The anti-inflammatory drug ibuprofen might partially protect against Alzheimer’s disease, a new study finds. But researchers caution that the findings, gleaned from the medical records of U.S. veterans, need to be confirmed in a clinical trial pitting ibuprofen against other drugs or a placebo.
Researchers tapped into a huge database of veterans’ health records to determine whether taking nonsteroidal anti-inflammatory drugs, referred to as NSAIDs, affects the incidence of Alzheimer’s disease.
They found that nearly 50,000 veterans over age 55 were diagnosed with Alzheimer’s disease between October 1998 and September 2005. For comparison purposes, the team of researchers identified 200,000 veterans who didn’t develop Alzheimer’s disease. These patients were chosen as controls because they were similar to the patients with Alzheimer’s in age, in gender and by the location of their Veterans Affairs medical facility. Both groups had an average age of 74 years.
After examining the veterans’ drug prescription history, the team found that people who took ibuprofen for five years over the course of the study were about half as likely to develop Alzheimer’s as people who didn’t take it. The findings appear in the May 6 Neurology.
Science News headlines, in your inbox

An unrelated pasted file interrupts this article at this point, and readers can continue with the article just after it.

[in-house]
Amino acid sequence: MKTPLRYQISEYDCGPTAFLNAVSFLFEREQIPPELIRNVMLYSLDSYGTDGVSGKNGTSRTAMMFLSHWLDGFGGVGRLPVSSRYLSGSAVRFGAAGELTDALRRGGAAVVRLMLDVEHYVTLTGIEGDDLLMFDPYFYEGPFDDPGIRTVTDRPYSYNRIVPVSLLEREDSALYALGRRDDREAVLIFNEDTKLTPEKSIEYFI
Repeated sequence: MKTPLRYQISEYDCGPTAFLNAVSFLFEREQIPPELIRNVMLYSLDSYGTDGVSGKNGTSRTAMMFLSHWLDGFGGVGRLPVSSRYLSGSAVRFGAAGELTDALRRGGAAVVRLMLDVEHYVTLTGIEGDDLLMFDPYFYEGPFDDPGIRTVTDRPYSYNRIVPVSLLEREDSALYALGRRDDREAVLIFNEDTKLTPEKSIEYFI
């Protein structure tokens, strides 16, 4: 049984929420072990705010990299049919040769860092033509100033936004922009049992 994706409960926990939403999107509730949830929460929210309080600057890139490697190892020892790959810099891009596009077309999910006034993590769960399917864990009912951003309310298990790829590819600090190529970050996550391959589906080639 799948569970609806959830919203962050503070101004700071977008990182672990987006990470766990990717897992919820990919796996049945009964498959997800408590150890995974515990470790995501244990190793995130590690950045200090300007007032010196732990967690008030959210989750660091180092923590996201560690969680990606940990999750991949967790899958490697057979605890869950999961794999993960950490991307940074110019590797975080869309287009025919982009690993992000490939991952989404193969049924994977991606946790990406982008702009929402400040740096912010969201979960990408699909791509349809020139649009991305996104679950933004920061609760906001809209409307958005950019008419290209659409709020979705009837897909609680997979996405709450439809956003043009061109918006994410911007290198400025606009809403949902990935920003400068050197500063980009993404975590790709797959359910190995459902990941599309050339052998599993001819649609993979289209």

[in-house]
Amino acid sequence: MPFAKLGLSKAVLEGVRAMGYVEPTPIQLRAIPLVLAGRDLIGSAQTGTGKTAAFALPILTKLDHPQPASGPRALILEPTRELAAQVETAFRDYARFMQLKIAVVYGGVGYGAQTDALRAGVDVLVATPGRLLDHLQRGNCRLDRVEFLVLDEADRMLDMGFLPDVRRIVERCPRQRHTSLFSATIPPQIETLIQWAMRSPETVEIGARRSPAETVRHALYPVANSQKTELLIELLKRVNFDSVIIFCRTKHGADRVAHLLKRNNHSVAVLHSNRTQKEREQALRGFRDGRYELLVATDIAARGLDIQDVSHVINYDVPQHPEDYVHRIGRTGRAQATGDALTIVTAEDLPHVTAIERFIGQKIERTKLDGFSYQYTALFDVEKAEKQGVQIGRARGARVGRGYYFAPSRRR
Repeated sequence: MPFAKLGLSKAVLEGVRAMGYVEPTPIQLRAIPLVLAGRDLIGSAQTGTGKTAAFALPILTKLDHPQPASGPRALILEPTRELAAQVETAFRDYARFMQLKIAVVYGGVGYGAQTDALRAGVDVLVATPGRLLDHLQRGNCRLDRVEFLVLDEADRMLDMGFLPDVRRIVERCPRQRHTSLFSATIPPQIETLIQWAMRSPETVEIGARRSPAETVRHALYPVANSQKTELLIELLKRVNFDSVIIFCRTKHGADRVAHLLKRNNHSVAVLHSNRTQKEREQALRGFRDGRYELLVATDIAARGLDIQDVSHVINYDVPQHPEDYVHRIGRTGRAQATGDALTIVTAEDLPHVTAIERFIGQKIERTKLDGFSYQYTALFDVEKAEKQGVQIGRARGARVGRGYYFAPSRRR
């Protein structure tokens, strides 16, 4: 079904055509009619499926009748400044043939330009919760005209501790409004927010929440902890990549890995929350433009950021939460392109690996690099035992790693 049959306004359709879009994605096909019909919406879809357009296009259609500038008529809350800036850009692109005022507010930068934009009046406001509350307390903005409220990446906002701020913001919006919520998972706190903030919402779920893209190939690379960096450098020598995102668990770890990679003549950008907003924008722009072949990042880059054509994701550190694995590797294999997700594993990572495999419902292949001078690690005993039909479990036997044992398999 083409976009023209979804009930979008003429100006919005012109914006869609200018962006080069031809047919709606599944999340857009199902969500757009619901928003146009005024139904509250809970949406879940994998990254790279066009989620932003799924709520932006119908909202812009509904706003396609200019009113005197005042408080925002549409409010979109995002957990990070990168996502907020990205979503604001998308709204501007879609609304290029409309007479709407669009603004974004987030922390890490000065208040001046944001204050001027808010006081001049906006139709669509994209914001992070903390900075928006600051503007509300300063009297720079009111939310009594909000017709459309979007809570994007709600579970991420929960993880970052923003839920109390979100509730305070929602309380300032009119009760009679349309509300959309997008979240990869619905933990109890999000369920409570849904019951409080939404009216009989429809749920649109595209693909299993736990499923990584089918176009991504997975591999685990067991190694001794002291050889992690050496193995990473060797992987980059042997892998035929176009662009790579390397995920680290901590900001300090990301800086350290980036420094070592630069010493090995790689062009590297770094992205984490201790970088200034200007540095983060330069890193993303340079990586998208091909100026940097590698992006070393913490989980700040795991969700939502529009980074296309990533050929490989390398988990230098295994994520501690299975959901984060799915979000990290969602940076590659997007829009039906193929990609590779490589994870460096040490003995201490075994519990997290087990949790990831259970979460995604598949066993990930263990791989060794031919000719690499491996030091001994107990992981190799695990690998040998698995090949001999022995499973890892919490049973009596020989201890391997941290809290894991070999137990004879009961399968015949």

Headlines and summaries of the latest Science News articles, delivered to your email inbox every Thursday.
Thank you for signing up!
There was a problem signing you up.
Ibuprofen is an NSAID that can be prescribed or sold over the counter as Advil or Motrin. Curiously, the NSAID naproxen, which is in the same family as ibuprofen, failed to show protection. Naproxen is sold as Aleve and Naprosen.
More than 20 previous studies had tested NSAIDs to gauge their effects against Alzheimer’s disease — with mixed results. Very few were clinical trials in which researchers randomly assigned people to get an NSAID or a placebo and then tracked their progress. A recent trial found that two NSAIDs, naproxen and celecoxib, had no preventive effect against Alzheimer’s disease.
No such clinical trials have yet tested ibuprofen’s ability to lower the risk of developing Alzheimer’s disease. Based on the new results, the drug would be a good candidate, study coauthor Steven Vlad and his team conclude.
Anti-inflammatory drugs have attracted attention because inflammatory cells show up in the accumulations of a small protein called amyloid-beta that litter the brains of Alzheimer’s patients, says Vlad, a rheumatologist at Boston University.
Also, some NSAIDs, including ibuprofen and indomethacin, seem to suppress amyloid-beta manufacture. But in this study, NSAIDs that suppress amyloid-beta formation, looked at as a group, didn’t appear to protect any better than those that don’t, Vlad says.
These findings fall short on one important count, says neuroscientist David Morgan of the University of South Florida in Tampa. “The temptation is to assume that NSAID use provided protection, but the opposite may be just as true,” he says. For example, people with a pro-inflammatory disposition who need NSAIDs to treat arthritis or other problems might also have a tendency to clear amyloid-beta from their brains, he says. “It could be that inflammation protects against Alzheimer’s disease,” he says.
On the other hand, Morgan says, ibuprofen might have hidden properties. “It could be that some NSAIDs work better than others,” he adds.